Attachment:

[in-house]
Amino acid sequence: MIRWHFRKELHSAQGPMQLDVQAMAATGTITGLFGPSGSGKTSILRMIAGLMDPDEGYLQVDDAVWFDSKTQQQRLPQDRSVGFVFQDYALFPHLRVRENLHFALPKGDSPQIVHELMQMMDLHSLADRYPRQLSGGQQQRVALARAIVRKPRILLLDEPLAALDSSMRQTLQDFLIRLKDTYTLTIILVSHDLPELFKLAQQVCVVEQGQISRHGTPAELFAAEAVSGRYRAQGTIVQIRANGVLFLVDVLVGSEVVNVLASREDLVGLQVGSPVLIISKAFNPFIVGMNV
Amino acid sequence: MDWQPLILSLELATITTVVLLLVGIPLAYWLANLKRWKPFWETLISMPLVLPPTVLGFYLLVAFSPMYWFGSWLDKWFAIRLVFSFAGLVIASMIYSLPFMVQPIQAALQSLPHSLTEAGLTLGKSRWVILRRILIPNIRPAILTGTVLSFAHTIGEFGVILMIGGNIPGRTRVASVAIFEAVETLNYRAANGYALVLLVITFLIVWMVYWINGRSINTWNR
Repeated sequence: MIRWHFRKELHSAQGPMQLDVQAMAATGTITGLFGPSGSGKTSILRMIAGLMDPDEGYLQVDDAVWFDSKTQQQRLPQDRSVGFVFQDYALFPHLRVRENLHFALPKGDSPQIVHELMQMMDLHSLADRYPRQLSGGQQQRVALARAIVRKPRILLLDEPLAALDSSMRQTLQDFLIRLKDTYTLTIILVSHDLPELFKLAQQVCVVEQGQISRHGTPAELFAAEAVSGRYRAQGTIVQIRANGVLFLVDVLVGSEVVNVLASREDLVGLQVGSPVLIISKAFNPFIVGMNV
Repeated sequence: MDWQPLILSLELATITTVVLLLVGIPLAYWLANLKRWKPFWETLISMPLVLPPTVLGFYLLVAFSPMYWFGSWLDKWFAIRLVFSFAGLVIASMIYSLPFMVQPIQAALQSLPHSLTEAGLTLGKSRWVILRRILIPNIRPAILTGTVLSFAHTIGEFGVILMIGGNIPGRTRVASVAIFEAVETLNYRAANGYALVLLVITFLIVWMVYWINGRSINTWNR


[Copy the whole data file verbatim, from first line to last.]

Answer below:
[in-house]
Amino acid sequence: MIRWHFRKELHSAQGPMQLDVQAMAATGTITGLFGPSGSGKTSILRMIAGLMDPDEGYLQVDDAVWFDSKTQQQRLPQDRSVGFVFQDYALFPHLRVRENLHFALPKGDSPQIVHELMQMMDLHSLADRYPRQLSGGQQQRVALARAIVRKPRILLLDEPLAALDSSMRQTLQDFLIRLKDTYTLTIILVSHDLPELFKLAQQVCVVEQGQISRHGTPAELFAAEAVSGRYRAQGTIVQIRANGVLFLVDVLVGSEVVNVLASREDLVGLQVGSPVLIISKAFNPFIVGMNV
Amino acid sequence: MDWQPLILSLELATITTVVLLLVGIPLAYWLANLKRWKPFWETLISMPLVLPPTVLGFYLLVAFSPMYWFGSWLDKWFAIRLVFSFAGLVIASMIYSLPFMVQPIQAALQSLPHSLTEAGLTLGKSRWVILRRILIPNIRPAILTGTVLSFAHTIGEFGVILMIGGNIPGRTRVASVAIFEAVETLNYRAANGYALVLLVITFLIVWMVYWINGRSINTWNR
Repeated sequence: MIRWHFRKELHSAQGPMQLDVQAMAATGTITGLFGPSGSGKTSILRMIAGLMDPDEGYLQVDDAVWFDSKTQQQRLPQDRSVGFVFQDYALFPHLRVRENLHFALPKGDSPQIVHELMQMMDLHSLADRYPRQLSGGQQQRVALARAIVRKPRILLLDEPLAALDSSMRQTLQDFLIRLKDTYTLTIILVSHDLPELFKLAQQVCVVEQGQISRHGTPAELFAAEAVSGRYRAQGTIVQIRANGVLFLVDVLVGSEVVNVLASREDLVGLQVGSPVLIISKAFNPFIVGMNV
Repeated sequence: MDWQPLILSLELATITTVVLLLVGIPLAYWLANLKRWKPFWETLISMPLVLPPTVLGFYLLVAFSPMYWFGSWLDKWFAIRLVFSFAGLVIASMIYSLPFMVQPIQAALQSLPHSLTEAGLTLGKSRWVILRRILIPNIRPAILTGTVLSFAHTIGEFGVILMIGGNIPGRTRVASVAIFEAVETLNYRAANGYALVLLVITFLIVWMVYWINGRSINTWNR